I’ve had an earful of restaurant noise

woman's face photograph

Bare floorboards, exposed beams, hard concrete floors and stark industrial lights. This is the look that every eatery worth its Pepe Saya butter follows. Forget carpets, table cloths, curtains and light fittings. So vintage. Quaint even! No, a bare concrete shell and reverberating ceiling is part of the modern dining experience. It’s also the place of nightmares – the one where you keep yelling and no-one can hear above the ear-popping cacophony. That nightmare (and pretty much an average night out in Sydney).

Restauranteurs will shrug their shoulders and talk up their reverberating industrial chic refurb. They might even call it atmosphere. But I reckon it is an elaborate plot, worthy of a SMH investigative journalist sting. Think about it: bare bones spaces require less cleaning – no curtains, carpets, table cloths. Also because of the small problem of not actually hearing a bloody thing your dining companions are saying and ditto them you, means you buy more drinks. May as well get a little buzzed as there’s certainly no conversation going down.

This is especially the case in bars as it keeps the clientele turnover high. Even millennials don’t stay that long in a deafening bar; they just move on to the next deafening bar and catch up for a chat on the way. It’s the perfect plot, keep the slam-bam volume up and maybe even pump out loud music as well and you’ll have a steady stream of people coming in and out all night for a $30 cocktail.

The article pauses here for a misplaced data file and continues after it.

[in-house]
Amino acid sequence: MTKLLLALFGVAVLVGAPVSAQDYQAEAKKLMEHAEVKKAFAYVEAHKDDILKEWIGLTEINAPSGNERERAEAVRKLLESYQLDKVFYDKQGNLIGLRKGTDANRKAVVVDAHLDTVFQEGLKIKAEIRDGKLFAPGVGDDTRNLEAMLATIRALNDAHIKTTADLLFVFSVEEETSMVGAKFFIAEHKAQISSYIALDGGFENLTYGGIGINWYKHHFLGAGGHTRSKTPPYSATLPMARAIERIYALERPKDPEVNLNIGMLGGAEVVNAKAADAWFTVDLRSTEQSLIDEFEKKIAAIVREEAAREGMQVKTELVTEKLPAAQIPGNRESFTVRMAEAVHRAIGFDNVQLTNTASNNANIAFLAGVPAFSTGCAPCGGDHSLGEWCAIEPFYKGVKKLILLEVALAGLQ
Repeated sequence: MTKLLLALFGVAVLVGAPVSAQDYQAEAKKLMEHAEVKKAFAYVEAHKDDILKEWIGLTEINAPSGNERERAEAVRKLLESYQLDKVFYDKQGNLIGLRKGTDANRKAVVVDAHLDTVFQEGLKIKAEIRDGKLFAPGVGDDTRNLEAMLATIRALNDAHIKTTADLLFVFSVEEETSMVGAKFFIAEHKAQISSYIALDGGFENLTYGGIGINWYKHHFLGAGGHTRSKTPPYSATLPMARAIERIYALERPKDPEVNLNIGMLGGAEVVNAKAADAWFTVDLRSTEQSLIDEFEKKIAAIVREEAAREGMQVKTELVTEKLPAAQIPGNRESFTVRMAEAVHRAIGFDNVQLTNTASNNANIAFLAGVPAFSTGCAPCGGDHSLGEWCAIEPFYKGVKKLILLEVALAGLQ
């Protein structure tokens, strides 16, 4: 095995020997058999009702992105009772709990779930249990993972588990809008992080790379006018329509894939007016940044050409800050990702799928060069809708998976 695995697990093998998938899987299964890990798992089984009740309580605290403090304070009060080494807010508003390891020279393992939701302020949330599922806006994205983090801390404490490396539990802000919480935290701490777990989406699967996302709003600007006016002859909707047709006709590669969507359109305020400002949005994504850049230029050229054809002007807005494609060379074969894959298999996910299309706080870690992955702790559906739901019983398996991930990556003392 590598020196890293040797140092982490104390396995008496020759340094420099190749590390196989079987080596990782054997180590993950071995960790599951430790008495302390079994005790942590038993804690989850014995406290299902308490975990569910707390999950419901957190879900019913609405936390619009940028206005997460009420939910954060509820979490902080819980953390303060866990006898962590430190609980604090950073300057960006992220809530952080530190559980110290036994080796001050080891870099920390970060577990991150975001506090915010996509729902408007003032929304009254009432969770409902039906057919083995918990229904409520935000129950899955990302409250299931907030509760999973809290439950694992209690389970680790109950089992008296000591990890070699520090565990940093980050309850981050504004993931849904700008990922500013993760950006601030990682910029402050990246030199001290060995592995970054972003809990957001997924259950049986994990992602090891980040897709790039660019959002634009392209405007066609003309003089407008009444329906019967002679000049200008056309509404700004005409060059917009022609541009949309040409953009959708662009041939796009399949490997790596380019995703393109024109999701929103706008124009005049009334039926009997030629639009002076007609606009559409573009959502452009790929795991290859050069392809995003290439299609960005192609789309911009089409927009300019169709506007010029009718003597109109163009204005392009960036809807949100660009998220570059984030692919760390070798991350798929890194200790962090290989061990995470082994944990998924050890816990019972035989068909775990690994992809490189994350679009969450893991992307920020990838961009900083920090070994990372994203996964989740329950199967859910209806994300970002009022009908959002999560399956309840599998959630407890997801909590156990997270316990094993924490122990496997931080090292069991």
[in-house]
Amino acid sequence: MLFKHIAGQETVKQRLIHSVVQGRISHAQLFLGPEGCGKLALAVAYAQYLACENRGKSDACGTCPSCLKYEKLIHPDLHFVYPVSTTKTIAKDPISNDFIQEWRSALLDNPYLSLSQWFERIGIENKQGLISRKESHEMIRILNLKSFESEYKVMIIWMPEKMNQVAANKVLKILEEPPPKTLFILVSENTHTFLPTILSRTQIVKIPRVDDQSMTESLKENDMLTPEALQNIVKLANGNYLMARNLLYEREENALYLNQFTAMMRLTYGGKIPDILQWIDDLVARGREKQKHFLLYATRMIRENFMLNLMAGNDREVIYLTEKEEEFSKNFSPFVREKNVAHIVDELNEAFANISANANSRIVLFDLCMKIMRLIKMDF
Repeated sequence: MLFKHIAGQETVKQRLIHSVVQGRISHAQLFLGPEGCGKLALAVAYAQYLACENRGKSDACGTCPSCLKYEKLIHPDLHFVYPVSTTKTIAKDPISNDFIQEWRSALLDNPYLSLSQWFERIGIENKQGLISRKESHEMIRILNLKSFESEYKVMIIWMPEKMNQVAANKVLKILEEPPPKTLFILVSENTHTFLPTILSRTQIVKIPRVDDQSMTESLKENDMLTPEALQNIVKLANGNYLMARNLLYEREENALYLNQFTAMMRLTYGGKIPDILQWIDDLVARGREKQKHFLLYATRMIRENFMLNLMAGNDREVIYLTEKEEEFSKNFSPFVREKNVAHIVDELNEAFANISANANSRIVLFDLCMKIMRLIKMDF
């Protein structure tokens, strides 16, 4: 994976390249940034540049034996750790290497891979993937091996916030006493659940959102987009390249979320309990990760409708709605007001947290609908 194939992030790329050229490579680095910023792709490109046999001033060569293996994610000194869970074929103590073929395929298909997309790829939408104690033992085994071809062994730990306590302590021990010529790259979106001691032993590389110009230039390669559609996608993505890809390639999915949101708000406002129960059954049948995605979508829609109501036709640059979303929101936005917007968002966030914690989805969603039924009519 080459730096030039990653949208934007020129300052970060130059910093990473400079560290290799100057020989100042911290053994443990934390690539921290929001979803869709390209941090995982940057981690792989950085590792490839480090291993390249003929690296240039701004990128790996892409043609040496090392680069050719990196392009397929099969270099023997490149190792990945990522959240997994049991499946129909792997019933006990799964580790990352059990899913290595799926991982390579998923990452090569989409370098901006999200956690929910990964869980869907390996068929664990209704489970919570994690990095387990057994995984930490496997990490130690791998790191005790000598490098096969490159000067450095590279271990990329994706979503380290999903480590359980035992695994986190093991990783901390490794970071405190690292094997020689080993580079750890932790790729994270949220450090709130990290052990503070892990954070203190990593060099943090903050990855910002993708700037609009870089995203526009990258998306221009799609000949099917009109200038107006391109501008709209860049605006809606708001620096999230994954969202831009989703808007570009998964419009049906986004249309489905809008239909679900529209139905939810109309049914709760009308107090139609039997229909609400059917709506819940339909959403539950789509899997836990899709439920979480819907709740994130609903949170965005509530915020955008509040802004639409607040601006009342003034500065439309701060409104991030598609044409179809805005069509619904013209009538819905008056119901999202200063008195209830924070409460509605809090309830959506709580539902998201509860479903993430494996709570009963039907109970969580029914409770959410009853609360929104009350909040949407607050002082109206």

This “atmosphere” is a slow-motion screamfest waiting to happen. An ageing deaf millennial of the future will not be a pretty sight. I’m waiting for the first lawsuit filed by waitstaff because of industrial deafness. I’m waiting for the payouts and contrite restauranteurs doing a mea culpa, promising to do better. I’m waiting for the war on restaurant noise. I’m waiting for the sound level entry in restaurant reviews.

After all, it’s worth remembering the word restaurant comes from restore – and there’s nothing restorative about yelling at the top of your lungs at friends and not hearing them reply.

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